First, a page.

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  29. James A. Waters & Frederick Bird (1987). The Moral Dimension of Organizational Culture. Journal of Business Ethics 6 (1):15 - 22.score: 12.0
    The lack of concrete guidance provided by managerial moral standards and the ambiguity of the expectations they create are discussed in terms of the moral stress experienced by many managers. It is argued that requisite clarity and feelings of obligation with respect to moral standards derive ultimately from public discussion of moral issues within organizations and from shared public agreement about appropriate behavior. Suggestions are made about ways in which the moral dimension of an organization's culture can be more (...)
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  30. Peter Gildenhuys (2009). An Explication of the Causal Dimension of Drift. British Journal for the Philosophy of Science 60 (3):521-555.score: 12.0
    Among philosophers, controversy over the notion of drift in population genetics is ongoing. This is at least partly because the notion of drift has an ambiguous usage among population geneticists. My goal in this paper is to explicate the causal dimension of drift, to say what causal influences are responsible for the stochasticity in population genetics models. It is commonplace for population genetics to oppose the influence of selection to that of drift, and to consider how the dynamics of (...)
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  31. Claire Petitmengin (2007). Towards the Source of Thoughts: The Gestural and Transmodal Dimension of Lived Experience. Journal of Consciousness Studies 14 (3):54-82.score: 12.0
    The objective of this article is to study a deeply pre- reflective dimension of our subjective experience. This dimension is gestural and rhythmic, has precise transmodal sensorial submodalities, and seems to play an essential role in the process of emergence of all thought and understanding. In the first part of the article, using examples, we try to draw the attention of the reader to this dimension in his subjective experience. In the second part, we attempt to explain (...)
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  32. Filip Buekens (2011). Faultless Disagreement, Assertions and the Affective-Expressive Dimension of Judgments of Taste. Philosophia 39 (4):637-655.score: 12.0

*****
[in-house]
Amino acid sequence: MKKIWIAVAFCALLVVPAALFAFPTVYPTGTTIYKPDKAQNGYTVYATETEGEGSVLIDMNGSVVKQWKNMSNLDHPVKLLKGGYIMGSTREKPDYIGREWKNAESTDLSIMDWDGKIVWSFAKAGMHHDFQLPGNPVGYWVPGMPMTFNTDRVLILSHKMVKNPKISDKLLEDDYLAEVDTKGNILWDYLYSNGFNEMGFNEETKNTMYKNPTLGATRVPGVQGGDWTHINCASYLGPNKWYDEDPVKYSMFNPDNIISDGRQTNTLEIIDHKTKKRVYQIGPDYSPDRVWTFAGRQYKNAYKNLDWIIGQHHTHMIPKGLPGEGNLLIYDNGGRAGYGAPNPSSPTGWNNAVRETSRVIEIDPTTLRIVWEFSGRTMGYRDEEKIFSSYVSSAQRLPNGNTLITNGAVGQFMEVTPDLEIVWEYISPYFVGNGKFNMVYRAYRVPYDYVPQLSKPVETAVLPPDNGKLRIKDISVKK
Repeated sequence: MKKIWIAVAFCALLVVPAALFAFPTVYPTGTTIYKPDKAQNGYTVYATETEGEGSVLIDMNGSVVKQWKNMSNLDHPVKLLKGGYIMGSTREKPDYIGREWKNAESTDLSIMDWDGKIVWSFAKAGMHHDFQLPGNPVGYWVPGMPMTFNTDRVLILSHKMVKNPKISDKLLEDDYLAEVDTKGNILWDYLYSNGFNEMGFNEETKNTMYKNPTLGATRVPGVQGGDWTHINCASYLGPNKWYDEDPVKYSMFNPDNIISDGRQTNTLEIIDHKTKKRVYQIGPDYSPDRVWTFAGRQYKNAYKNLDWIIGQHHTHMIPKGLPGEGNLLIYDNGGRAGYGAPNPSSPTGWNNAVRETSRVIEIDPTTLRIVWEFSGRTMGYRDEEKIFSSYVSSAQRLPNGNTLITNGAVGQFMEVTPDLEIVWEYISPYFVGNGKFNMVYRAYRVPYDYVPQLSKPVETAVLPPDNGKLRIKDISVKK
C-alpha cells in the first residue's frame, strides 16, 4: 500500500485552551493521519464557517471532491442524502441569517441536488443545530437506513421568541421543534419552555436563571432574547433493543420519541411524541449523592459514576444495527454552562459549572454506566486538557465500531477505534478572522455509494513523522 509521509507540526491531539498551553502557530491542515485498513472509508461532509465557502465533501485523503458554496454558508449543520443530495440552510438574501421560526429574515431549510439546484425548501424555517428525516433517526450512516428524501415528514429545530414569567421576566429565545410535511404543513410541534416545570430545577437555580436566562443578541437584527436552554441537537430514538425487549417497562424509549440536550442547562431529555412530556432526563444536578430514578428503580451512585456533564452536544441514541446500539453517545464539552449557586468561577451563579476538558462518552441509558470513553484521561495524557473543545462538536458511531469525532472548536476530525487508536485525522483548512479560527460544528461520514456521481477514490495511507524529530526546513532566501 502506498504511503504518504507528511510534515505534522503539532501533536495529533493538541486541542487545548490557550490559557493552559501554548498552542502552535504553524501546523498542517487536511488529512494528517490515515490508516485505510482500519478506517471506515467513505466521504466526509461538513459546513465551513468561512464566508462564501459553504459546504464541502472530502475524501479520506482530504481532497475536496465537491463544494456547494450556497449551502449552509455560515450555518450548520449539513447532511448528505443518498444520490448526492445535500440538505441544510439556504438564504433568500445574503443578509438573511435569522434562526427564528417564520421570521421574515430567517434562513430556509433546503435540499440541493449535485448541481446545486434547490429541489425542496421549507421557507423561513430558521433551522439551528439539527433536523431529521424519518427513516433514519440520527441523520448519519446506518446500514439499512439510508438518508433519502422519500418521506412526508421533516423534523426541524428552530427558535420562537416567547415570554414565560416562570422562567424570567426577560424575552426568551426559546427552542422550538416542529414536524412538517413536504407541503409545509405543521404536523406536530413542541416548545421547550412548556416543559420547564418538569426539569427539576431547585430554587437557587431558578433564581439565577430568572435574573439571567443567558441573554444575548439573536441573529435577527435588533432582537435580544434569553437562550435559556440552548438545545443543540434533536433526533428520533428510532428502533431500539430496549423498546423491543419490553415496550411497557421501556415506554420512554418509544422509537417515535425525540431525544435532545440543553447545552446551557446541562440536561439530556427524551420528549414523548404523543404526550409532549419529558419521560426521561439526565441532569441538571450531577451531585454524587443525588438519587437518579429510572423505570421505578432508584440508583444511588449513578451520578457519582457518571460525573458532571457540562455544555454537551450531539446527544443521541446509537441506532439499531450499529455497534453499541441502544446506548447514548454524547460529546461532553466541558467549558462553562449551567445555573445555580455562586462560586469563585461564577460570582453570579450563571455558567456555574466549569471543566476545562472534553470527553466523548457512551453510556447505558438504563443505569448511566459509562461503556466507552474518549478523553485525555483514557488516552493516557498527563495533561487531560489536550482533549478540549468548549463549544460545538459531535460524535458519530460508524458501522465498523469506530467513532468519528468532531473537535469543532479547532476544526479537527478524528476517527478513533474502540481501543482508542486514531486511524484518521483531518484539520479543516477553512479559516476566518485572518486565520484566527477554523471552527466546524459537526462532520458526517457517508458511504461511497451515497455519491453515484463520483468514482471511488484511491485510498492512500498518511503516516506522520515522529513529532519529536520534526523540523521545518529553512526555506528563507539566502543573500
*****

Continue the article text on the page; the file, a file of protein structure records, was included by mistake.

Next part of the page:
Contextualists and assessment relativists neglect the expressive dimension of assertoric discourse that seems to give rise to faultless disagreement. Discourse that generates the intuition makes public an attitudinal conflict, and the affective-expressive dimension of the contributing utterances accounts for it. The FD-phenomenon is an effect of a public dispute generated by a sequence of expressing opposite attitudes towards a salient object or state of affairs, where the protagonists are making an attempt to persuade the other side into joining (...)
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  33. David Teira (2006). On the Normative Dimension of St. Petersburg Paradox. Studies in History and Philosophy of Science 37 (2):210-23.score: 12.0
    In this paper I offer an account of the normative dimension implicit in D. Bernoulli’s expected utility functions by means of an analysis of the juridical metaphors upon which the concept of mathematical expectation was moulded. Following a suggestion by the late E. Coumet, I show how this concept incorporated a certain standard of justice which was put in question by the St. Petersburg paradox. I contend that Bernoulli would have solved it by introducing an alternative normative criterion rather (...)
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  34. John Cottingham (2008). Getting the Right Travel Papers: A Postscript to the Spiritual Dimension. [REVIEW] Philosophy 83 (4):557-567.score: 12.0
    This reply offers a detailed refutation of some of the objections raised in Christopher Coope's extended discussion of "The Spiritual Dimension." It explains the 'nonpartisan' strategy of the book, which Coope systematically misunderstands, and exposes some serious problems with Coope's own preference for a harshly exclusivist form of Christianity. Several issues connected with religious belief are then discussed, including emotional involvement versus detachment in the assessment of religious claims; layers of meaning in religious language; human autonomy and divine authority; (...)
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  35. Peter Gildenhuys (2009). An Explication of the Causal Dimension of Drift. British Journal for the Philosophy of Science 60 (3):521-555.score: 12.0
    Among philosophers, controversy over the notion of drift in population genetics is ongoing. This is at least partly because the notion of drift has an ambiguous usage among population geneticists. My goal in this paper is to explicate the causal dimension of drift, to say what causal influences are responsible for the stochasticity in population genetics models. It is commonplace for population genetics to oppose the influence of selection to that of drift, and to consider how the dynamics of (...)
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  36. David J. Fritzsche (2000). Ethical Climates and the Ethical Dimension of Decision Making. Journal of Business Ethics 24 (2):125 - 140.score: 12.0